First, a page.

Sunday, 29 September 2013

The Emperor's Nightingale

I first came across the work of Jane Ray long before I had children of my own and a re-ignited interest in picture books. Her rich, jewel-like, celebratory pictures of animals and people were produced on a range of wrapping paper in my student days. My friend, studying zoology at the time (but now a rather successful painter herself) who always had an immaculate eye for idiosyncratic interior design, snaffled them up and stuck them as a cheap and classier alternative to posters on her wall. I admired her and their verve and style.

Two or three years later and having taken my own career swerve and become a student midwife I went to weigh a baby in North London only to find another set of walls adorned with familiar pictures. On closer examination they turned out to be originals, and the baby belonged to the artist; Jane Ray herself. I was actually quietly starstruck -"The wrapping paper lady! In real life!" I probably spent far too much time surreptiously looking at pictures and not nearly enough time checking baby fontanelles and jaundice levels.

Fast forward about another 19 years (do us both a favour and don't add up too carefully here) and that baby has apparently grown up despite (or perhaps because of?) early student-midwife neglect to become a doctor himself and I have my own Jane Ray walls; although mine are decorated with shelves and face out spines of her lovely books. She was good enough to agree to come to the Fellow Reviewer's school and judge an art competition for them. I was still starstruck; probably rather more so since my knowledge of her work had expanded out from wrapping paper. I baked her a very sticky cake and then sort of forced her to eat it. Sorry Jane.

A new book by her then, and they come with pleasing regularity, is a cause for celebration. And "The Emperor's Nightingale' is a particularly fine one I think.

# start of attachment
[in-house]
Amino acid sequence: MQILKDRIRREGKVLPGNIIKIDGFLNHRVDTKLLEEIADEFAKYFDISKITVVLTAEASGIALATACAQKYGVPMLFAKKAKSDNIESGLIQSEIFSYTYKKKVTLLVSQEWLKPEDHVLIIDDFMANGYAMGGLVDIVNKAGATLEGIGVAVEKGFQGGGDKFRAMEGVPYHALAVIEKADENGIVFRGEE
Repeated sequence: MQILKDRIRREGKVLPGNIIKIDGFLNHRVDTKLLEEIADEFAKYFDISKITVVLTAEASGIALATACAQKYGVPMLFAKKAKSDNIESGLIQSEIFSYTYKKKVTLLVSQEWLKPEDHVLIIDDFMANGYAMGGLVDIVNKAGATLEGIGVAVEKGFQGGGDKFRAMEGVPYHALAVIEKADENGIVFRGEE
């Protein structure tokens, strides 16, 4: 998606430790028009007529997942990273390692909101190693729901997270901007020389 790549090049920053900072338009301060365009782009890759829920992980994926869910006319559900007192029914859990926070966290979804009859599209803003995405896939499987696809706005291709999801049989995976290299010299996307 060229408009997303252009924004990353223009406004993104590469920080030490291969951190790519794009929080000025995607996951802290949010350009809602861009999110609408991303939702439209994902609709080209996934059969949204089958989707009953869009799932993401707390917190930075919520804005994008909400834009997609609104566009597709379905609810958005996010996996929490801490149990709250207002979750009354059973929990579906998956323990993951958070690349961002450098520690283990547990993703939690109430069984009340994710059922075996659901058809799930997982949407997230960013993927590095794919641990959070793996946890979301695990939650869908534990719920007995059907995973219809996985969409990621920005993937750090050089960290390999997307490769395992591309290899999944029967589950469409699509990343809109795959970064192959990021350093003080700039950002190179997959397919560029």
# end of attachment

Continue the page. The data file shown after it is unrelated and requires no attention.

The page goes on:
A collection of traditional tales and poems loosely linked by a birdy theme: It includes the familiar eg. 'The Owl and the Pussycat' and the less so eg. 'Jorinda and Joringel'. Some stories are left in their original form, some sensitively retold.
In contrast to her normal glowing palette of ?gouache and gold the illustrations in this book are all done on Scraperboard. The frontpage elucidates; 'the line is etched onto a thin layer of white china clay on board coated with black India ink.'
The results are stunning; the pared back pleasure of individual lines and cross-hatching can sing off the page. It seems the perfect medium for expressing feather and flight. The pictures are surprisingly diverse in style too; some like simple block woodcut pictures and others detailed and lifelike. The two colour contrast gives each picture weight and gravity. This feels like a very Proper book. A book that small hands will hold with respect and will still be earning its place on the shelf in years to come.
I love it.
And I want a piece of Scraperboard to make a mess of myself Right Now (stamps tiny foot).

'The Emperor's Nightingale and other feathery tales' by Jane Ray, pub. Boxer books, isbn 978-1-907152-59-7

A good Christmas gift (aagh!) for any bird lover perhaps?

With thanks to the Publisher for providing a review copy. Our opinions are our own.


  1. Lovely review. How fab you have a connection. And eek, I don't like to think about how not-so-long-ago 19 years was for me either ;-) This book is stunning, definitely needs to be on every gift list!

  2. We've really enjoyed the stories in this collection (tho there are some typos which are a shame), but I think the images would be more magical if they had been kept their original size (most of them really quite tiny), rather than blown up to 5,6,7 bigger than the originals. Imagine this book as a miniature book - there wouldn't be a better stocking filler / treat for christmas. As it is, it's definitely a good anthology, and an interesting departure for for Ray in terms of techniques, but it doesn't quite make a 5* book for me personally.

    1. Interesting thought Zoe...and a miniature book *would* be magical. I don't feel the increase in size is to the detriment of the art work though. I like the different scales in fact.

  3. Yes, sorry, went away and spent the afternoon cooking and worrying my comment had come across a bit harsh. I think the contents (words and images) are lovely, but just feel the finished book had the potential to have been a little more special.

    1. Ha! Your inner repressed art editor at work perhaps? I'm sure *you* could rustle me up a bit of scraperboard at least?

  4. What a lovely looking book, and particularly interesting to read about how your lives have connected so closely at different points!